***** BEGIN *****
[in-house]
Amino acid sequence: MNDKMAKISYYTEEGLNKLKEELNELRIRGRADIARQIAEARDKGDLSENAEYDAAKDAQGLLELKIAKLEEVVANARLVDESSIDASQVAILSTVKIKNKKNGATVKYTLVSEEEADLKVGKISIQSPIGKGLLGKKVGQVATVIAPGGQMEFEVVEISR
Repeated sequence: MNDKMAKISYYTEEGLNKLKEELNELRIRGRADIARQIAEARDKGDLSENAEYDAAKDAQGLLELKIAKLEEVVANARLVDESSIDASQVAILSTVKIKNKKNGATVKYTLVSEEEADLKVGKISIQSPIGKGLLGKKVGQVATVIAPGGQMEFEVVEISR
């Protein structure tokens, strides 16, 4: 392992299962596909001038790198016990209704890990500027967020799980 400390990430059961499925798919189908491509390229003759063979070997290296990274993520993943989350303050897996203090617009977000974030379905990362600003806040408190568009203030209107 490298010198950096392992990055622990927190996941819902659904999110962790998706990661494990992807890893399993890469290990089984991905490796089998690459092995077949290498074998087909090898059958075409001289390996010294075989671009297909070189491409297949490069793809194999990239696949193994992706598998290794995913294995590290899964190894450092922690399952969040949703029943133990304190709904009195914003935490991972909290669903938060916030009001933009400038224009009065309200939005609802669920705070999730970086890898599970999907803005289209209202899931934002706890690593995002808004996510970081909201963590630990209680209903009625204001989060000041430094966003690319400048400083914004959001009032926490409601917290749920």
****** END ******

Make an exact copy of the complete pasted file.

[in-house]
Amino acid sequence: MNDKMAKISYYTEEGLNKLKEELNELRIRGRADIARQIAEARDKGDLSENAEYDAAKDAQGLLELKIAKLEEVVANARLVDESSIDASQVAILSTVKIKNKKNGATVKYTLVSEEEADLKVGKISIQSPIGKGLLGKKVGQVATVIAPGGQMEFEVVEISR
Repeated sequence: MNDKMAKISYYTEEGLNKLKEELNELRIRGRADIARQIAEARDKGDLSENAEYDAAKDAQGLLELKIAKLEEVVANARLVDESSIDASQVAILSTVKIKNKKNGATVKYTLVSEEEADLKVGKISIQSPIGKGLLGKKVGQVATVIAPGGQMEFEVVEISR
């Protein structure tokens, strides 16, 4: 392992299962596909001038790198016990209704890990500027967020799980 400390990430059961499925798919189908491509390229003759063979070997290296990274993520993943989350303050897996203090617009977000974030379905990362600003806040408190568009203030209107 490298010198950096392992990055622990927190996941819902659904999110962790998706990661494990992807890893399993890469290990089984991905490796089998690459092995077949290498074998087909090898059958075409001289390996010294075989671009297909070189491409297949490069793809194999990239696949193994992706598998290794995913294995590290899964190894450092922690399952969040949703029943133990304190709904009195914003935490991972909290669903938060916030009001933009400038224009009065309200939005609802669920705070999730970086890898599970999907803005289209209202899931934002706890690593995002808004996510970081909201963590630990209680209903009625204001989060000041430094966003690319400048400083914004959001009032926490409601917290749920």